Do you need a PhD to be an academic editor? (Guest blog by Dr Lisa Lines, Capstone Editing)
A popular throwaway posits, ‘if you’re good with words, consider becoming an editor’. Seventeen years’ experience in the editing industry—as a freelancer, in-house editor and now director and head editor of my own editing company—has not disproved this assertion, but instead asked that it perhaps qualify itself. Being ‘good with words’ is not, strictly speaking, quantifiable. Moreover, the title ‘editor’ can apply to a myriad of roles across every industry. Editors of the output of academia carry the necessary qualifier of ‘academic’—an academic editor must be both a highly skilled academic and highly trained and experienced professional editor, possessing the skillset and experience necessary to engage in a specialised form of editing for academics, students and universities. The element of ‘highly skilled academic’ begs the question, especially in regards to editing PhD theses, do you need a PhD to be an academic editor?
What is a PhD?
‘PhD’ is shorthand for ‘Doctor of Philosophy’, an advanced postgraduate degree entailing three or more years of independent research (supervised by one or more expert academics) resulting in a thesis offering a ‘significant original contribution to human knowledge’. A PhD is a deeply (and intentionally) immersive and transformational experience that not only requires development of independent scholarly research skills, but also skills in teaching and written and oral communication, and engagement with the publishing process.
What is an academic editor?
An academic editor is a specialised editor for academic proofreading (including PhD theses). Two elements are present: 1) an academic editor is a professional editor, 2) an academic editor has experience in academia. The first element entails training and experience in the field of editing, usually gained through tertiary education and on-the-job training (editing is a skill that cannot be self-taught and where you undertake training is important) and, ideally, accreditation through a governing body (such as IPEd in Australia or SfEP in the United Kingdom). The second entails experience in and with academia to the point of familiarity that enables a professional editor to be an academic editor. Is a PhD required for either of these elements? Strictly speaking, no.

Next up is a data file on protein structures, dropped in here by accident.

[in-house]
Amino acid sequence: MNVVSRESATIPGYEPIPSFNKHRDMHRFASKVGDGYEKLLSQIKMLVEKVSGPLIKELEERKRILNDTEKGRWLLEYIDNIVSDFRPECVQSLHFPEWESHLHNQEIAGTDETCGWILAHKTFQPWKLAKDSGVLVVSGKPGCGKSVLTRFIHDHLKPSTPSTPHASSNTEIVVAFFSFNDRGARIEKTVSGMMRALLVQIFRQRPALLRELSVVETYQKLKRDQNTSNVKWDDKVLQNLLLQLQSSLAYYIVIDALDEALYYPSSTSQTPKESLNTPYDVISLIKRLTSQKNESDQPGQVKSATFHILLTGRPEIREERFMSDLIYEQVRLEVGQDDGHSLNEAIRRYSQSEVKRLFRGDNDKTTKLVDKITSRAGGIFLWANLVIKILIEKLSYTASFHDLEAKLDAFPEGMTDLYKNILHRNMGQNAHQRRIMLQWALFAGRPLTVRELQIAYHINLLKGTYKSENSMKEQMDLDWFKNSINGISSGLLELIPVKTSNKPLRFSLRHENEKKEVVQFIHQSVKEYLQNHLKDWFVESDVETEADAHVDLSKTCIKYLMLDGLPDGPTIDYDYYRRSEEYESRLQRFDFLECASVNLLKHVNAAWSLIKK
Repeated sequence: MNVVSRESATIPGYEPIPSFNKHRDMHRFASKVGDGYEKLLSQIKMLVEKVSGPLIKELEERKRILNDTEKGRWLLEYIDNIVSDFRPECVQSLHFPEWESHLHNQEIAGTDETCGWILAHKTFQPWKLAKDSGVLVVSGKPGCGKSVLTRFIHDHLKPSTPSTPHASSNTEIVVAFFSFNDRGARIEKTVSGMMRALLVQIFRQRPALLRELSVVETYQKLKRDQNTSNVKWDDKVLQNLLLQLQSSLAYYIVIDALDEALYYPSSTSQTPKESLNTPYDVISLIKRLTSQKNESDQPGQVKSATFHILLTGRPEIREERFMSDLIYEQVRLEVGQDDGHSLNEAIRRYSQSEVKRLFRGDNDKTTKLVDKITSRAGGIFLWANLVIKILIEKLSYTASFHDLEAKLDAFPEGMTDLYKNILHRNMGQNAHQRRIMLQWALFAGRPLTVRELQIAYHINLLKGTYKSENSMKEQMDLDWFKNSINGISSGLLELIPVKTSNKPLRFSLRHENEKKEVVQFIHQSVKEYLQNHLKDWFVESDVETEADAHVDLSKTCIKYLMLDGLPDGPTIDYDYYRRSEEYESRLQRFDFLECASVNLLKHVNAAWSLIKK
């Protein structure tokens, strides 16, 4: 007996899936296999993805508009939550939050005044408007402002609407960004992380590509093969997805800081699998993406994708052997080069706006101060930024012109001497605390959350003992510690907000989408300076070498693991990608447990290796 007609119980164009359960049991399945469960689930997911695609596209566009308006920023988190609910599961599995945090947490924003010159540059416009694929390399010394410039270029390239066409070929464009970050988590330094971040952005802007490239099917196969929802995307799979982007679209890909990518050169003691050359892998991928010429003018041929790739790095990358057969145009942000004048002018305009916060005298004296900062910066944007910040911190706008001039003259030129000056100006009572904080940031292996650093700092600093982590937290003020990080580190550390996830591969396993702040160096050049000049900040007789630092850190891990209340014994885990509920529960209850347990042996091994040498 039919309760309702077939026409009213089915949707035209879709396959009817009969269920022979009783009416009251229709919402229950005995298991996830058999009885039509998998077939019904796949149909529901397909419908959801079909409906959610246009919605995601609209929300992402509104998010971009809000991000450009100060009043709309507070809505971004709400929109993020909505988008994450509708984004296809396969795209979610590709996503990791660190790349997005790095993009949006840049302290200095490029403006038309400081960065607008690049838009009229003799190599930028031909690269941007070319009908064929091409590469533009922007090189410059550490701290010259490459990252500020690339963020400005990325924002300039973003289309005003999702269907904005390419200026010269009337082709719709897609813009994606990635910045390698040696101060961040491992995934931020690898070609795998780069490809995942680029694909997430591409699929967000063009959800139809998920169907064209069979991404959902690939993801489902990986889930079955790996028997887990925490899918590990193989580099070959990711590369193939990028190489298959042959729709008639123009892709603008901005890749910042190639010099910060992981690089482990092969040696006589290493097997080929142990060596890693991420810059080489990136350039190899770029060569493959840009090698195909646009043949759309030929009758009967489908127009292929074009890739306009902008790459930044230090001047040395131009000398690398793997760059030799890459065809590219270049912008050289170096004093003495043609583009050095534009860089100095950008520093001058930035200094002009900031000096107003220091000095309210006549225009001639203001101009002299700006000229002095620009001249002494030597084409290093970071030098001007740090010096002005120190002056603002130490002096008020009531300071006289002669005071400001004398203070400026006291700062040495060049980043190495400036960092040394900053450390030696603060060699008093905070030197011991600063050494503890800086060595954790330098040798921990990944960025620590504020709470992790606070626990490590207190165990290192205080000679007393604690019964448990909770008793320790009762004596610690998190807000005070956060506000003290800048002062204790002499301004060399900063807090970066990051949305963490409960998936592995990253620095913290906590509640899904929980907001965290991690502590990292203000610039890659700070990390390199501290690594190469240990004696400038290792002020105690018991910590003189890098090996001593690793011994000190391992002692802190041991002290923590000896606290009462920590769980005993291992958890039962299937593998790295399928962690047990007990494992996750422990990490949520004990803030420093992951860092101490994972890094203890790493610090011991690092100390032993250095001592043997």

An academic editor (especially one who edits PhD theses) should have a PhD, but this qualification is not the key component to be an academic editor. Often, you will see academic editors who do not have a PhD, but who have received professional training from people who do, and some editors possess skills and experience sufficient to preclude the need for a PhD. Completing a PhD gives you an in-depth firsthand experience of what a PhD thesis is, what it should be, its structure and what it needs to be to be complete. But, your PhD experience is with one thesis—your thesis—and does not render you able to professionally edit a thesis (yours or someone else’s). A PhD in Mathematics does not qualify someone to edit a PhD in Psychology—an individual with the former has undertaken the academic experience of a PhD, but they do not possess the education in editing (qualification- or experience-wise), much less academic editing, to undertake a professional edit of a PhD thesis in the way an academic editor does.
Likewise, editing experience must be relevant; experience in editing magazines, fiction or cookbooks does not give you the skillset of an academic editor—being a professional editor does not make you an academic editor. To be an academic editor you need to have formal training and education in editing and have had significant experience (really, immersion) in the academic process. For the latter, a PhD is ideal but not essential. A PhD is hugely beneficial for an academic editor, but a PhD alone does not qualify someone as a professional editor, much less an academic editor.